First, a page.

For effective implementation of the strategy, the University will continue enhancing its specialised education for development of elite talents at the Suzhou campus, while creating a Syntegrative Education environment for industry talent development at the Taicang campus and building a Learning Mall to support the operation of University as well as the studies of internal and external learners.
Establishment of the Learning Mall will be a milestone in this second stage of the University’s online education strategy, Professor Xi said.
Taking advantage of the University’s physical environment and using modern internet technology, the Learning Mall will be an aggregator of world-class online learning resources and their providers, who will be able to set up “shops” and provide learning services with support from the University, Professor Xi said.
The Learning Mall will collect high-quality online education resources from around the world and introduce outside education brands and research resources, he noted. Several prestigious domestic and international education providers and organisations are already signing up, he said.
The Learning Mall will benefit not only XJTLU students, but also learners from all areas of society, Professor Xi said, stating that it will demonstrate a modern education model that truly integrates on-site education with online education and will serve as an example of how a University can facilitate an ecosystem of life-long learning, innovation and entrepreneurship in society.
XJTLU’s online education strategy changed pace because of the University’s ongoing consideration and keen observations of trends related to technology development and the future of education, Professor Xi said.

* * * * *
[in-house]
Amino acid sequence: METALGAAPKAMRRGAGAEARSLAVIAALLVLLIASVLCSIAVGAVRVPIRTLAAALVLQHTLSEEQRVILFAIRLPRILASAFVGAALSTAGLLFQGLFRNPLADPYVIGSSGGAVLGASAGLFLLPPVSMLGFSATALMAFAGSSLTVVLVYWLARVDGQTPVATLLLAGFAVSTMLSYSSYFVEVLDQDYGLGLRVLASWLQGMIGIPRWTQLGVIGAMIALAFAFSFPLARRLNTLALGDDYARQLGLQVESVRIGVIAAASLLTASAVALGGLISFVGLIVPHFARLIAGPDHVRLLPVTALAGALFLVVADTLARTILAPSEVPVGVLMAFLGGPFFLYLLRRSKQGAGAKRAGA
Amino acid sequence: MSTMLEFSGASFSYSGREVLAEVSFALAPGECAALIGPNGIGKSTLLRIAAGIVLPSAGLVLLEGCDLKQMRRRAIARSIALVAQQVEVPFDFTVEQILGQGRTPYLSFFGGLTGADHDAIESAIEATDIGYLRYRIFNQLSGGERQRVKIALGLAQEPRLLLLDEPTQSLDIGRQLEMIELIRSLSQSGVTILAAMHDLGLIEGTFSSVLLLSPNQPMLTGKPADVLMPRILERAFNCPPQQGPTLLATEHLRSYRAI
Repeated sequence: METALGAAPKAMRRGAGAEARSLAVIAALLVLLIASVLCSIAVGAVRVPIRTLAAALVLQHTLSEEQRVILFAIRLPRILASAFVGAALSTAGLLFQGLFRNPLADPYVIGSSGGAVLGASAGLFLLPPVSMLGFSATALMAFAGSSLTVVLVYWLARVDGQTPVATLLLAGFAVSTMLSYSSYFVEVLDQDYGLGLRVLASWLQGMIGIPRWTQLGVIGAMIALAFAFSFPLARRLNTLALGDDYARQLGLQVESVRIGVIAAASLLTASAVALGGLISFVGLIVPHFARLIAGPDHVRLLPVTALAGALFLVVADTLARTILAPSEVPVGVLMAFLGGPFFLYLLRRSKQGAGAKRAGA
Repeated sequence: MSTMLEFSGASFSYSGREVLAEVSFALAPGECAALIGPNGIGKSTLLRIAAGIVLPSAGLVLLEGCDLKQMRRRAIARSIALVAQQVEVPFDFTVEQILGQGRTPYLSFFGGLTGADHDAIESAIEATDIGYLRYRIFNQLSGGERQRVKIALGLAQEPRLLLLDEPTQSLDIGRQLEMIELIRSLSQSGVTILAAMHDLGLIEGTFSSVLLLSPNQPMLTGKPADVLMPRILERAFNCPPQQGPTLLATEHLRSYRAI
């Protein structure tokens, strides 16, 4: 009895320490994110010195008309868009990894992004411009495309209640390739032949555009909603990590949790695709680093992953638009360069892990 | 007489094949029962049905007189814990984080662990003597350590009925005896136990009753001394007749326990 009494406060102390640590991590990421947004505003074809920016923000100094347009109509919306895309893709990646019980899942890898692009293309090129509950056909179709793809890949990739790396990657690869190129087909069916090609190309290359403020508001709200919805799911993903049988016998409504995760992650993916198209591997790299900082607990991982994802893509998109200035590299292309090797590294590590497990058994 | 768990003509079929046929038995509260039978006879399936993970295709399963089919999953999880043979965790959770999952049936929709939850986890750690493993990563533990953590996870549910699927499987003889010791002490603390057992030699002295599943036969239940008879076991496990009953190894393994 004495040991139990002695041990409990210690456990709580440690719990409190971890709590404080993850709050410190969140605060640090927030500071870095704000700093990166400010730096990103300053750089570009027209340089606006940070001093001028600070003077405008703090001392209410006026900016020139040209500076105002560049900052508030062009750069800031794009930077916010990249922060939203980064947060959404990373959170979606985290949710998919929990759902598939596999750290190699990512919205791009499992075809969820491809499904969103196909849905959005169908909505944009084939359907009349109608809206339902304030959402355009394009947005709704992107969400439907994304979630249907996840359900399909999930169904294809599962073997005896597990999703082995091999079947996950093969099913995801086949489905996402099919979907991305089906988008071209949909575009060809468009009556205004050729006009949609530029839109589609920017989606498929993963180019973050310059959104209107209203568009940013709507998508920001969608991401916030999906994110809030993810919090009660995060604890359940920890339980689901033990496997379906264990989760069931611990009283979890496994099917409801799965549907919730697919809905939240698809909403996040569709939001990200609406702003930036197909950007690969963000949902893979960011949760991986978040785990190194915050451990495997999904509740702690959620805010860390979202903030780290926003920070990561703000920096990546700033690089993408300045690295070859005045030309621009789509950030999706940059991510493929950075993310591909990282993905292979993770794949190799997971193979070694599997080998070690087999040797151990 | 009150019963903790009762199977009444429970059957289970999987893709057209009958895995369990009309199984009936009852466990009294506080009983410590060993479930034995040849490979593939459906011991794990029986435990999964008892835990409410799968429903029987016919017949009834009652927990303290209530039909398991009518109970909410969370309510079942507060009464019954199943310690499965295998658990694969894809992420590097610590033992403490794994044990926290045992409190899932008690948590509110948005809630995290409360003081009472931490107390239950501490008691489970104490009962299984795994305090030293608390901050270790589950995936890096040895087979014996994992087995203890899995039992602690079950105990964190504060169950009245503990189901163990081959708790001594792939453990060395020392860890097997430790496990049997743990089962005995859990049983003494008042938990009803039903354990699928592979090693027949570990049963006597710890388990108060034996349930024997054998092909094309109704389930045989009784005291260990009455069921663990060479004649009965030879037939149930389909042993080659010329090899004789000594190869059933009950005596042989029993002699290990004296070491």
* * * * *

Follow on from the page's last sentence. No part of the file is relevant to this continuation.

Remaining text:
“During this 2.0 stage of our online education strategy, our educational missions and developmental goals will also be upgraded,” he said.
“We will continue cultivating academic talents and investigate the qualities required of talented individuals in new industries in the age of artificial intelligence, and we will also actively seek to develop industrial talents with strong integration skills and innovative drive.
“This requires us to establish closer ties with industries and society, and online education will surely play a unique role in our collaborations,” Professor Xi said.
He added: “I believe more employees from various industries and students from community and other institutions will join us in embracing the many conveniences provided by online education.”
To amplify the value of education in the digital age, the University will use its world-class campus facilities to upgrade its online education and integrate external online education resources to provide education that can be accessed from anywhere, at any time, Professor Xi said.
The University will become more open and distributed in the future, he added.
XJTLU’s 3.0 stage of online education strategy will consider how to build and support the learning ecosystem Professor Xi envisions as the University’s future.
This learning system includes brands formed on the basis of their educational philosophies, excellence centres built by the University with businesses and organisations that are distributed at locations with unique needs, and high-quality online and offline learning resources collected from throughout the world, he said.
"We expect to play an important role in facilitating the exploration of future education and the formation of an education ecosystem that will encourage people to explore their chosen areas of interest throughout their lives to become innovative and develop the mindset of an entrepreneur, and then enjoy their interest-driven, lifelong learning and innovative life," Professor Xi said.
By Bo Kou
Edited by Tamara Kaup